Soundwaves is a four day festival that takes in a whole range of sound artists from England and beyond and gives them a platform to put their stuff out there. This year is the fourth installment, providing a loosely defined theme per day: Day 1: Comment! Day 2: Move! Day 3: Sing! Day 4: Listen!
The themes are more about being there to unify the vast array of sonic expressions collated and presented. Day one starts with the book launch of conceptual composition book Chromatic Fields by Jamie Crofts & Duncan Bullen and closes with an original day time sound composition with contributions from Anat Ben-Davis (Chicks on Speed) and Kaffe Matthews. Day two explores the relationship between the body, movement and music. Then Day three dips into the vocal side of things, highlights include Brighton artist’s Gazelle Twin’s improvisatory work of the relationship between machine and voice, a former Bjork discovery Mikhail Karkis with this evolving sounds and David Thomas from Pere Urbu exploring his vocal style.
The final day is the most intimate and showcases a wide range of sound artists, giving the audience a chance to get really close to the music, using mp3 players and headphones to explore the sound space created by each artist. Notable contributions come from Mira Calix (Warp records), Sussex university’s CLICK NILSON influenced by the 1970s Swedish algorithmic scene, Edinburgh sound designer Martin Parker and James Joslin whose piece is the result of gathering audio from Brighton’s two piers. Adding another dimension to this headphone experience is the chance to combine the sound with visual arts. In the main room there are a range of abstract animations projected onto a big screen. In the café area there are four well-heeled women covering each other in green and purple cabbages that match the colour of their their dresses.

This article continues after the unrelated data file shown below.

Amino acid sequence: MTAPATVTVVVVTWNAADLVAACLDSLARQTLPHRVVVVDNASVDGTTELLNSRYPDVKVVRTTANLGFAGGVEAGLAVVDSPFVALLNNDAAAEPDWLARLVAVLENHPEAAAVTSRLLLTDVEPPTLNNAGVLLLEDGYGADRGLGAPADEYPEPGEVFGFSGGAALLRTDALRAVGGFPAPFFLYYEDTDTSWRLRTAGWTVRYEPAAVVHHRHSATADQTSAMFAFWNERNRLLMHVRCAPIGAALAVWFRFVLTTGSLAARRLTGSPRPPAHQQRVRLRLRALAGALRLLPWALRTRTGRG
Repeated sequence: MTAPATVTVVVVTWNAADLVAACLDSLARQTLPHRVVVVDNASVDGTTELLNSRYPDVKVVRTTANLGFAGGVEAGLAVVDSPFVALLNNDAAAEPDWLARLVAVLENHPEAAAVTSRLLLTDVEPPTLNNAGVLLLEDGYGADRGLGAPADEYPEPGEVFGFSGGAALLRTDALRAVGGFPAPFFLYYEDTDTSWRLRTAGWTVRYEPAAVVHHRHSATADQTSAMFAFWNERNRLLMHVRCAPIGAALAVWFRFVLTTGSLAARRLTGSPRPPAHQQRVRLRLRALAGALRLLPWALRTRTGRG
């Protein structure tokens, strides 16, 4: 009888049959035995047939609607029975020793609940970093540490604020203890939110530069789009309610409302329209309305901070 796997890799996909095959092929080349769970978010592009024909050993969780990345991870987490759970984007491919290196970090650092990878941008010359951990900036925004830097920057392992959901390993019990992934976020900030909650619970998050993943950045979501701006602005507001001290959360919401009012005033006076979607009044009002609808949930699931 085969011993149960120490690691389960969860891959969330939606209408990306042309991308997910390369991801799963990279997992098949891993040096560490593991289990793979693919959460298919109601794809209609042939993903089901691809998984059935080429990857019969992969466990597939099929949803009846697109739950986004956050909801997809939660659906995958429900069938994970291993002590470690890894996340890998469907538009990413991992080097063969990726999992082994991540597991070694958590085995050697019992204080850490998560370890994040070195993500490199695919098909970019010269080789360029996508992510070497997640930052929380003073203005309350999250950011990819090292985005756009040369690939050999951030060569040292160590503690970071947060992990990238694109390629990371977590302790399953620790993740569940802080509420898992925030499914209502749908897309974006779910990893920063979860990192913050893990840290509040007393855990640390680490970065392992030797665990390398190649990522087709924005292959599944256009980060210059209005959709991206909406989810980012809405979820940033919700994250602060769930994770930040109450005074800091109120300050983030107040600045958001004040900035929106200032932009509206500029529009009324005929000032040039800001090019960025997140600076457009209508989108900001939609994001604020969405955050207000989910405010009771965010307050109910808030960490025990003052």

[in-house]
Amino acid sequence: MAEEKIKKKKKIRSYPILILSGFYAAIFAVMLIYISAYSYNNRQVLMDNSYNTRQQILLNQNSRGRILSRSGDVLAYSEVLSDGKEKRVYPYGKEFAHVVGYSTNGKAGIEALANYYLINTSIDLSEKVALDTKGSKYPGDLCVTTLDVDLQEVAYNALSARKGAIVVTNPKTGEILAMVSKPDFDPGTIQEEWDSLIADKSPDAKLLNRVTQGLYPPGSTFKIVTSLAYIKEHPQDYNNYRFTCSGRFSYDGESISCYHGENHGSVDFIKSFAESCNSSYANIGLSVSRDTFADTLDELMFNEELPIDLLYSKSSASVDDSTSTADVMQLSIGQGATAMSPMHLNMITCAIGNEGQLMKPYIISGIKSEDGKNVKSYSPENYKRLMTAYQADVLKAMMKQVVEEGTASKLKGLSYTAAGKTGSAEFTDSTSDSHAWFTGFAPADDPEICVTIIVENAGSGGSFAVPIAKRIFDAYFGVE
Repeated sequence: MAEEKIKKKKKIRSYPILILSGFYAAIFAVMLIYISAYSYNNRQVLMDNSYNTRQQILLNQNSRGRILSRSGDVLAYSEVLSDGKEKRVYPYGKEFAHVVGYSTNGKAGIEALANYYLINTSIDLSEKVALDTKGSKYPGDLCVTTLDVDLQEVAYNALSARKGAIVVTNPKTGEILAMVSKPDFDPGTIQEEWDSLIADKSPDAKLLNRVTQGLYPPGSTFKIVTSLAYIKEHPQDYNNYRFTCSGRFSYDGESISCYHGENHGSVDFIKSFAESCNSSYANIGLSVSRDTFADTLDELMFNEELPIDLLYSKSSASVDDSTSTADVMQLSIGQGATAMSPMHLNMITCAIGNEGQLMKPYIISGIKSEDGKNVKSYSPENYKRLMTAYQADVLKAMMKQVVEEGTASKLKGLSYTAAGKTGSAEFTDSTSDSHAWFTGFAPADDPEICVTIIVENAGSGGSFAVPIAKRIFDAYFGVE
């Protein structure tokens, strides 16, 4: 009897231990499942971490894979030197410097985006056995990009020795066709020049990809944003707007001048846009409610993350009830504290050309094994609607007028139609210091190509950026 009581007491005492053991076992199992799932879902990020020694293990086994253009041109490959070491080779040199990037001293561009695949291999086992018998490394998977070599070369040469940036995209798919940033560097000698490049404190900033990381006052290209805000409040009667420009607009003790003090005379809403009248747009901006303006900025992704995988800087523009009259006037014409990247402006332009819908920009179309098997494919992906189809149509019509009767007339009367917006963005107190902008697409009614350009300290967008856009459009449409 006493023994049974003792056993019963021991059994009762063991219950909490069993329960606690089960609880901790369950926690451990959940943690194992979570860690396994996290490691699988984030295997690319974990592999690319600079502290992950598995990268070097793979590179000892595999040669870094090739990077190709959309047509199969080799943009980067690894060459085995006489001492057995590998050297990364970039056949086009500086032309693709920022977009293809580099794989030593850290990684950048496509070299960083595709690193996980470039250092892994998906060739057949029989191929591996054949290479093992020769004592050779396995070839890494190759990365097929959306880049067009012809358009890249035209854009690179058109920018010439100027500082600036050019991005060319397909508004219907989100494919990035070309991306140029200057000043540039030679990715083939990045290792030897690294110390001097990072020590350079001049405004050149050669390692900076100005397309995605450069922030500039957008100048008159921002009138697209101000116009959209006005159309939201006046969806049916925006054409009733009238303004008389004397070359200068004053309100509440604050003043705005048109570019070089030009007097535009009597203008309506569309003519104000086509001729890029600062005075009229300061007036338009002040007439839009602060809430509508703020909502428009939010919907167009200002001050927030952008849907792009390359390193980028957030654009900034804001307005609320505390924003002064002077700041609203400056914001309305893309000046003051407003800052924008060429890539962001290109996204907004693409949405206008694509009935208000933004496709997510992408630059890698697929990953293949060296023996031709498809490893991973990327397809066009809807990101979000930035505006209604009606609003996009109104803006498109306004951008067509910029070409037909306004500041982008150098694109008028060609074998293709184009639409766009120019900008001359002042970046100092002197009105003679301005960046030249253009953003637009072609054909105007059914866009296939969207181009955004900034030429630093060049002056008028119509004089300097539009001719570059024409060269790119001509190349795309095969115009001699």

As time unravels, so do the cabbages and the performance as the audience get drawn into the spectacle. And just as the deconstruction of cabbages gets out of hand Scanner comes to stage rounding the event off.
Scanner (aka Robin Rimbaud), not to be mistaken for the German speed metal band, is better known for his phone tapping antics in the 90s that he turned into ambient soundscapes. At that time he attracted the attention of the tabloids, but since then has gained admiration from artists like Bjork, Aphex Twin, Stockhausen and Radiohead, as well as a range of fashion designers and visual artists. Now his focus is more on showcasing his well honed audio crafting skills, producing pieces that range from orchestral to techno.
This evening he seamlessly skips from one experimental composition to the next, combining old technology with new production techniques – he still uses some of the gear from yesteryear, such as a theremin-type sound controller that is on show tonight. For the duration that Scanner is on stage pumping out frequencies, people sit or lie and get lost in the resulting sound architecture. At the end of the performance he hands out cds that are the result of a previous sound art exhibition he has been involved in. His reason for doing this is that what he receives in grants, he believes, is for the benefit of the public, so by giving away cds of his work he is giving back to the people that matter. He clearly puts a lot of thought behind is work and at the end of his set the crowd are enthralled by his soundscapes, leaving the theatre in a peaceful fulfilled fashion.
Soundwaves may be over for this year, but promises to come back bigger and bolder next year for its 5th birthday edition. Listen out.